Reality always wins


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Elon Musk’s talk yesterday at the National Press Club revealed several interesting things, about SpaceX’s rocket effort, about the state of the American commercial space industry, and about Elon Musk himself.

First, the company’s rocket design effort. Musk centered his talk on SpaceX’s new effort to make its Falcon 9 rocket completely reusable. Though he produced little specific details, and the moderator at the event asked no questions about it, it seems the engineering centers around these three concepts:


  • The first stage: They will add thrusters and landing legs so that after separation it could guide itself back to Earth and then land vertically, using those rockets to slow itself down.

  • The second stage: Thrusters and landing legs would also be added, as well as a heat shield at the bow. During descent the shield would protect the stage. Then the thrusters and landing legs would allow it to land vertically.

  • The Dragon capsule: They hope to use the launch abort thrusters, being designed now to make Dragon man-rated, as retro rockets to allow the capsule to land softly on land.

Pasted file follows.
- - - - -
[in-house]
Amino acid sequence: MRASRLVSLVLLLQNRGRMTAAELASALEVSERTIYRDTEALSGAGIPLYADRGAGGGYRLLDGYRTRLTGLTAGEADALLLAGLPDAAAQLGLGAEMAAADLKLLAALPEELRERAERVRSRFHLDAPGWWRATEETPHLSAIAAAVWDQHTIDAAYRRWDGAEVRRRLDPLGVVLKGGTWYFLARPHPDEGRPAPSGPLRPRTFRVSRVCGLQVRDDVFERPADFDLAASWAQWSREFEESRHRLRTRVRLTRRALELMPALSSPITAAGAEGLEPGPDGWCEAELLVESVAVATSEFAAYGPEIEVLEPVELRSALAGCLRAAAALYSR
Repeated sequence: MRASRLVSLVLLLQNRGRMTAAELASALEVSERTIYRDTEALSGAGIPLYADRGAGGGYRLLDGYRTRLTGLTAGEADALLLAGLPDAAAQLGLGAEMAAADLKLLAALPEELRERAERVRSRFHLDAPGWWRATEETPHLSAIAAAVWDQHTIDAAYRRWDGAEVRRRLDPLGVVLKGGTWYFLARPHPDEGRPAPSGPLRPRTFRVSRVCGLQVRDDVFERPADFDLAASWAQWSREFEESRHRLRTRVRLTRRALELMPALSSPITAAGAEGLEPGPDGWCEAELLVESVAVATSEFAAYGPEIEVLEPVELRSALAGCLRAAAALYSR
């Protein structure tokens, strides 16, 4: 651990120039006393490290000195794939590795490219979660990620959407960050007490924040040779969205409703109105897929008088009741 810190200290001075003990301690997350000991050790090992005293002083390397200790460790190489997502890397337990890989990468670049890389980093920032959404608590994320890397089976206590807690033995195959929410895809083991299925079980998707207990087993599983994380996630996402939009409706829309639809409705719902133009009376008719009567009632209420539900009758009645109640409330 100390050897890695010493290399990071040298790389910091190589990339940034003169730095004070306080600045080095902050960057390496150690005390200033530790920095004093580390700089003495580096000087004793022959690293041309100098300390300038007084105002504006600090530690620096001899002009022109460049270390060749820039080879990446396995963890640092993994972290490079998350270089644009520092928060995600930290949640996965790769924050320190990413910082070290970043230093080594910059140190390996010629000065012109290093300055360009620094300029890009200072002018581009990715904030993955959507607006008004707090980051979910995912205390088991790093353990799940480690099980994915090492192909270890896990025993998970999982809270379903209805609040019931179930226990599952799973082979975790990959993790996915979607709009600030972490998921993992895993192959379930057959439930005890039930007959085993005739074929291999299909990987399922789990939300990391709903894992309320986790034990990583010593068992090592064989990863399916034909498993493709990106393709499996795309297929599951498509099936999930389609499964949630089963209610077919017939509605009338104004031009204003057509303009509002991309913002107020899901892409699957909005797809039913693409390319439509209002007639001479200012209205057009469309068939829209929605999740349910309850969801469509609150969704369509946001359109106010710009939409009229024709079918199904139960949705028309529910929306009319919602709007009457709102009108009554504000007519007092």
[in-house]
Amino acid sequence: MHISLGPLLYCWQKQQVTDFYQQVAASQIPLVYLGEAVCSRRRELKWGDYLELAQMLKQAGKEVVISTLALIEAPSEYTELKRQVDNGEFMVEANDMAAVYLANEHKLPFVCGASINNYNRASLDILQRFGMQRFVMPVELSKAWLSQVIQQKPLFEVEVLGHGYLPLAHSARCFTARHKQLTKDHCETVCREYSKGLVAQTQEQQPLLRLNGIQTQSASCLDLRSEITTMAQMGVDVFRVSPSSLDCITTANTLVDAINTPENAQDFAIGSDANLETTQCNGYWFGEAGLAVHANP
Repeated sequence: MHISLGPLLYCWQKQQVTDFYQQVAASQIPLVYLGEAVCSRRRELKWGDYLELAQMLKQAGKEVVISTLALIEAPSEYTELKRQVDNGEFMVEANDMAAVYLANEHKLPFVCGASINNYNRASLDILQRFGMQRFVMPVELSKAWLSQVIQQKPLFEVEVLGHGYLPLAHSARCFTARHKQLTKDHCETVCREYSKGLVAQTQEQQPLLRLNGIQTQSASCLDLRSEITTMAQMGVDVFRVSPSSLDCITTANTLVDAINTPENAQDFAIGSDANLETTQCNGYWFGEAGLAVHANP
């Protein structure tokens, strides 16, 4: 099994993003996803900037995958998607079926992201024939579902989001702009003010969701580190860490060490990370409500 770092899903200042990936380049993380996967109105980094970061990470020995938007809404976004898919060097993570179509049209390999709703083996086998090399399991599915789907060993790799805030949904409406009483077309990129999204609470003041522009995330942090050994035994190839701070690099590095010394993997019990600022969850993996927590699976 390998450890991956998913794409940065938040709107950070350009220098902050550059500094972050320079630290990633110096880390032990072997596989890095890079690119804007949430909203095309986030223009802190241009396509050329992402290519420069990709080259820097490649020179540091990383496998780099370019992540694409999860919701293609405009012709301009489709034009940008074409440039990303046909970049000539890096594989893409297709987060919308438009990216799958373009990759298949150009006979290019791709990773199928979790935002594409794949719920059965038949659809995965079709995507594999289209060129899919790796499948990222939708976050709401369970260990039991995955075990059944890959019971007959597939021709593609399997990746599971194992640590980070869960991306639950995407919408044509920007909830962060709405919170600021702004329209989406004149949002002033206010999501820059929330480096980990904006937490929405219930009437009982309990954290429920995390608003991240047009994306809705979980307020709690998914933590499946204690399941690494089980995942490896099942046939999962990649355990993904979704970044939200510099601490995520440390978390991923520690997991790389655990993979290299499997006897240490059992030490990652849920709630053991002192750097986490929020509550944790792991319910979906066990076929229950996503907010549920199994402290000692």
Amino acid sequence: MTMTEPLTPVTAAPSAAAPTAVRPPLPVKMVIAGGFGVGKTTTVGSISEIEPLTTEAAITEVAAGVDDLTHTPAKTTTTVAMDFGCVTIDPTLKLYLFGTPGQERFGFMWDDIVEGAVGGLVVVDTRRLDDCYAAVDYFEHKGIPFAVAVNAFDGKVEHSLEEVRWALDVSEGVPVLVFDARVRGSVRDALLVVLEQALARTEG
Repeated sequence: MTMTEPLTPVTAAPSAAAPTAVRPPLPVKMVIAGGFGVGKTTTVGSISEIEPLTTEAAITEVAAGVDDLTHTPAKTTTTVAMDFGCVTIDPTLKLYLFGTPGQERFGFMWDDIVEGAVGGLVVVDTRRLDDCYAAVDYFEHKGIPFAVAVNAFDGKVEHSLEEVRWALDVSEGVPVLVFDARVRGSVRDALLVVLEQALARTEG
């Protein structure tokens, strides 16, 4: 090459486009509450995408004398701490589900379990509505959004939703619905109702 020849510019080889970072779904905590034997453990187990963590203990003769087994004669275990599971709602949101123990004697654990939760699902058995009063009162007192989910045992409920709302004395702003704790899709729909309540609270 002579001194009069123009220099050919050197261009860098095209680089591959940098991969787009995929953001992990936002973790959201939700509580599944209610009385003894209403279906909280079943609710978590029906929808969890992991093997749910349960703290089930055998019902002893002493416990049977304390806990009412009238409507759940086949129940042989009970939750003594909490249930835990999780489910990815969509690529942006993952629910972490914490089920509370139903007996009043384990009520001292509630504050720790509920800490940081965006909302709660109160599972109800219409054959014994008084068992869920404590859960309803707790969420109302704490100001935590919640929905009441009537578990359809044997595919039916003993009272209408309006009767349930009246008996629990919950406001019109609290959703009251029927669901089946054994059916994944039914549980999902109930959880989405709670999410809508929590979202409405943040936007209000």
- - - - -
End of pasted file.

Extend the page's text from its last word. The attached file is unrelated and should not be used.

All three of these concepts are very smart and cost effective. Rather than completely redesign the first and second stages, Musk is proposing the simplest and easiest engineering fixes to make it possible to recover the first and second stages and reuse them. His idea to incorporate the launch abort thrusters into Dragon so they can be used for landing is also very smart, as this will improve the vehicles performance while also making it safer for humans.

At the same time, these are concepts only. None of the hard engineering design work has obviously been done to prove whether they can work or not. You could see this by looking at the video animation SpaceX created to illustrate the concepts. Not only did it leave out entirely the use for parachutes on both stages and Dragon — which will certainly be required even with landing thrusters — the animation incorrectly showed Dragon docking itself to ISS, when in truth the capsule only maneuvers itself close enough so that the station’s robot arm can reach out, grab it, and berth it.

What I took from this announcement by Musk is his recognition at last that the first stage of his rockets cannot be recovered and reused as presently designed. From the beginning Musk has claimed that they had designed their lower stages to parachute back to Earth so they could be recovered, refurbished, and reused. For example, there’s this quote from a September 8, 2006 press release: